The best thing a biographer of Franz Kafka can do is bring the famed author back to earth. Not as regards his reputation, which is justifiably lofty. But to humanize Kafka and save him from our collective idea of him as some otherworldly creature who spent a mere 40 years on this earth, suffering much and publishing little.
Reiner Stach accomplishes just this with the third and final volume of his magnificent biography, “Kafka: The Early Years” (published by Princeton). His Kafka is, not surprisingly, a complex man, tormented by all the well-documented demons, but also someone who liked to have fun and drink beer, a fan of both movie houses and brothels.
The trilogy has been 20 years in the making. This first volume, which covers the years 1883 through 1924, was written and published last, as Stach waited for the estate of Kafka’s friend Max Brod to be settled. This made available family letters, memoirs of Kafka’s schoolmates and sections of Brod’s diaries. Thus armed, Stach examines the familial, societal, political and cultural circumstances that shaped the young writer.
Stach seeks in this new volume to allow the reader to experience “what it was like to be Franz Kafka.” He succeeds thanks to the overwhelming amount of details he presents and his insightful interpretations of the impact all this had on Kafka.
“The Early Years” takes us from Kafka’s birth in July 1883 in the Old Town of Prague, through his preschool years, primary and secondary education, and ultimately to his job at an insurance company. If there is less inherent action and drama during these years — volumes two and three give us Kafka’s incredibly complicated love life, the writing of his greatest stories and novels and the slow spread of the tuberculosis that killed him — Stach uses the pages of this first volume to present the young Kafka in his milieu.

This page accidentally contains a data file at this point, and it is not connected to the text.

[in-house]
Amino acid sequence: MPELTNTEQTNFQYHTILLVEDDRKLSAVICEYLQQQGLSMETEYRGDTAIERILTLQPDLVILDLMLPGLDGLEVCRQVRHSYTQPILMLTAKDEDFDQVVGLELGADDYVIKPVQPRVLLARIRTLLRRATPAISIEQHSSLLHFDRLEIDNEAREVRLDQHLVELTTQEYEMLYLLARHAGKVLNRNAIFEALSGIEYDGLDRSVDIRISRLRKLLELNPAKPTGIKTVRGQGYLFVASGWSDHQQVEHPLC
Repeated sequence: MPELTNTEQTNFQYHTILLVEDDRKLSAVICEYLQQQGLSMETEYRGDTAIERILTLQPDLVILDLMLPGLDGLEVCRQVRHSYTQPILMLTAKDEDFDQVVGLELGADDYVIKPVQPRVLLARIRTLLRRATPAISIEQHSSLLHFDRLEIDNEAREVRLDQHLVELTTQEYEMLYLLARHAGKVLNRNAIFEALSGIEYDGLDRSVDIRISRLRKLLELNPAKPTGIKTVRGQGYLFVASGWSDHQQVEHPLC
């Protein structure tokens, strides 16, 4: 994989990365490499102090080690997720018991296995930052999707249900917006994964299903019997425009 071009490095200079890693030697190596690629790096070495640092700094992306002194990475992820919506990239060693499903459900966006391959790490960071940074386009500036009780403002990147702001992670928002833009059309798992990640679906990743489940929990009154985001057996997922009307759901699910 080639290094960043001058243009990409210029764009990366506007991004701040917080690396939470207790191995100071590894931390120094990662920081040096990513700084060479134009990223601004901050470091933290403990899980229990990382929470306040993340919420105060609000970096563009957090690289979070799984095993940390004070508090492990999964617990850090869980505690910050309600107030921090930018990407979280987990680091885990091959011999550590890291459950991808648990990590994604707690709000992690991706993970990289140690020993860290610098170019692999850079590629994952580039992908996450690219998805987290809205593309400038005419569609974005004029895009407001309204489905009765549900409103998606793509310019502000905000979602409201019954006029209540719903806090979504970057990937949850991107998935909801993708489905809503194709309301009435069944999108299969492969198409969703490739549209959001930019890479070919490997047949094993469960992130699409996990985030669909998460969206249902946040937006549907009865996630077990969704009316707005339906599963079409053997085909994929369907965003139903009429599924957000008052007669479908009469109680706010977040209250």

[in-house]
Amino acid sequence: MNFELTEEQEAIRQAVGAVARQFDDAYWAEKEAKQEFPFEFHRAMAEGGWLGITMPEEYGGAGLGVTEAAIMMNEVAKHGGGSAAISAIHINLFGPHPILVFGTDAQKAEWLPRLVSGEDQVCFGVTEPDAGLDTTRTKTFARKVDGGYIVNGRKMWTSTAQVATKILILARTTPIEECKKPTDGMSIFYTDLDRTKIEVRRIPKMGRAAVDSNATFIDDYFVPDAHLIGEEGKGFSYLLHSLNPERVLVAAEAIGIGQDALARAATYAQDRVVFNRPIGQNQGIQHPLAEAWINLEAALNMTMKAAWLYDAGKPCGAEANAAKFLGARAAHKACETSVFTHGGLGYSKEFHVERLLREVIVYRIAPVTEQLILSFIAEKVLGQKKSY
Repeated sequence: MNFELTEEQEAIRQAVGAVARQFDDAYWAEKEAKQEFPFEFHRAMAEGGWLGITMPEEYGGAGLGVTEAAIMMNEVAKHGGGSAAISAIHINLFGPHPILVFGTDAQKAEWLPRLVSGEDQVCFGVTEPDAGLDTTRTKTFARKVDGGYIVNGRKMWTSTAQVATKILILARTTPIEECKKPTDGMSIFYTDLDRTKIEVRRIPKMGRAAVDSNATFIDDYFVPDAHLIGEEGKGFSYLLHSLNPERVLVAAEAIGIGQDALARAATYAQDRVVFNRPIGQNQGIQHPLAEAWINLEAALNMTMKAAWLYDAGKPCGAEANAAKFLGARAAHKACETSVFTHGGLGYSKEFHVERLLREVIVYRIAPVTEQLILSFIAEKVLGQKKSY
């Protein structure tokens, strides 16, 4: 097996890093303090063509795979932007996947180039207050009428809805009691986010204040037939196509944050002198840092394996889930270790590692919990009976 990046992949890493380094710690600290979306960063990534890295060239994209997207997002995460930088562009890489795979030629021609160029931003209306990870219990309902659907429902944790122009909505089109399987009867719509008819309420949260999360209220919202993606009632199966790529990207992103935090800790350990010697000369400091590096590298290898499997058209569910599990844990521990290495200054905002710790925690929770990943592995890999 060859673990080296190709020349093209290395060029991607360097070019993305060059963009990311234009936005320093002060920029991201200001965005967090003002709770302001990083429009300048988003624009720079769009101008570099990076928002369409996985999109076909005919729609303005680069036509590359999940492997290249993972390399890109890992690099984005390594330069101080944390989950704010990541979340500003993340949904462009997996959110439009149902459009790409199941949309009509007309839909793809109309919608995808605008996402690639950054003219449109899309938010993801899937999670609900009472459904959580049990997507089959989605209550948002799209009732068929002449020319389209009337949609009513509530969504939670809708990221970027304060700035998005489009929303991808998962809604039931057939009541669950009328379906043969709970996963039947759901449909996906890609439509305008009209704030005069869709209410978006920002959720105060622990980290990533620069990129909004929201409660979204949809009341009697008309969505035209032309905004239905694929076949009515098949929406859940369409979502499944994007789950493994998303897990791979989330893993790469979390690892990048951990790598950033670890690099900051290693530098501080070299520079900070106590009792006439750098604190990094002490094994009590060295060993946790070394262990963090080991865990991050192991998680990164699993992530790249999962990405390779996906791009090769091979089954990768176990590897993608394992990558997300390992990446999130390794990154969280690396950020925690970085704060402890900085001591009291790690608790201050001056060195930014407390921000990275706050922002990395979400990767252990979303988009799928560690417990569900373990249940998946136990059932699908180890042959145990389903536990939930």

His portrait includes the effects of growing up in Prague, a binational city, where most of the locals spoke either German or Czech. Being shop owners, the members of the Kafka family, out of necessity, were fluent in both. A city of convoluted politics, where nationalism and anti-Semitism were prevalent, Prague in the years before World War I was a place where it was confusing if not downright unsettling to grow up, especially for a boy inherently sensitive. Add to this the influence of Hermann Kafka on his impressionable son’s psyche, and the adult Franz begins to come into focus.
Kafka felt like he could never measure up. A "model student," he was convinced he was "the most incapable, or at least the most ignorant of all." But by the age of about 12, he formed a desire to become a writer, fueled no doubt by his reading late into the night, and the years he spent as a putative only child, after the deaths of his younger brothers at 6 and 15 months respectively, the later arrival of his sisters, and with two parents working morning to night at the shop.